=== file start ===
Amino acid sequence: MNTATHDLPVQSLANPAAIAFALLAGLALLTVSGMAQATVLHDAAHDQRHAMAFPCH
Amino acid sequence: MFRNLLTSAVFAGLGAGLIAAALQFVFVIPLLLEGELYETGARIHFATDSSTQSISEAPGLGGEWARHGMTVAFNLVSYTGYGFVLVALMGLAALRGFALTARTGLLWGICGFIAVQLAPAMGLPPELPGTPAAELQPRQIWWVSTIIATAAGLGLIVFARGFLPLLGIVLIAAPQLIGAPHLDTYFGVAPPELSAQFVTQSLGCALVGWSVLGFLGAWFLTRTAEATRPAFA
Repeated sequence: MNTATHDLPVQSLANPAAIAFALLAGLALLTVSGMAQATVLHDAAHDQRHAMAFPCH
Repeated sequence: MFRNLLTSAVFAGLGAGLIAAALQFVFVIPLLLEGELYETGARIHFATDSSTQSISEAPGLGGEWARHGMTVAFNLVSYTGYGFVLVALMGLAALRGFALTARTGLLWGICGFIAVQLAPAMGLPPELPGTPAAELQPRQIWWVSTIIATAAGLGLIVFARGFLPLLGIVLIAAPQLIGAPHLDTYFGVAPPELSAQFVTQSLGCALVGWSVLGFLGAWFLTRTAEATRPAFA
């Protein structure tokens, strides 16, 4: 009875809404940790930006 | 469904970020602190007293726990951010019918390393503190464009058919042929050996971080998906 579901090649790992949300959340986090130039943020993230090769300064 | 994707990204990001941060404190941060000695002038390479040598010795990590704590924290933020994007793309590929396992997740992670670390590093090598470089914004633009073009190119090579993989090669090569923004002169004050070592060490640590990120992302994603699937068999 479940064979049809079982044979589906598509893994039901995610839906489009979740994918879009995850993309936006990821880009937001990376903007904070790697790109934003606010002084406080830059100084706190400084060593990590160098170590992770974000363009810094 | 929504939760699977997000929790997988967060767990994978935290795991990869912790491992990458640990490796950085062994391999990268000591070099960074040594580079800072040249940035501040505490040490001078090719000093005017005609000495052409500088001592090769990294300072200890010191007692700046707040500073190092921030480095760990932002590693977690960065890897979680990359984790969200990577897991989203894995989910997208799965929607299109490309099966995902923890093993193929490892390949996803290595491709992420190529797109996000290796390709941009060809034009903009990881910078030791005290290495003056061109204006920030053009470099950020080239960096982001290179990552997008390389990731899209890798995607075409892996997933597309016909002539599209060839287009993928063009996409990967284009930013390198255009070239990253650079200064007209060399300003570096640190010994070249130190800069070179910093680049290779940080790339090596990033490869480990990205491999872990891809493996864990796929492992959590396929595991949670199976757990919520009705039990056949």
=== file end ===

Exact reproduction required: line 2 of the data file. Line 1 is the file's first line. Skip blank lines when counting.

Amino acid sequence: MFRNLLTSAVFAGLGAGLIAAALQFVFVIPLLLEGELYETGARIHFATDSSTQSISEAPGLGGEWARHGMTVAFNLVSYTGYGFVLVALMGLAALRGFALTARTGLLWGICGFIAVQLAPAMGLPPELPGTPAAELQPRQIWWVSTIIATAAGLGLIVFARGFLPLLGIVLIAAPQLIGAPHLDTYFGVAPPELSAQFVTQSLGCALVGWSVLGFLGAWFLTRTAEATRPAFA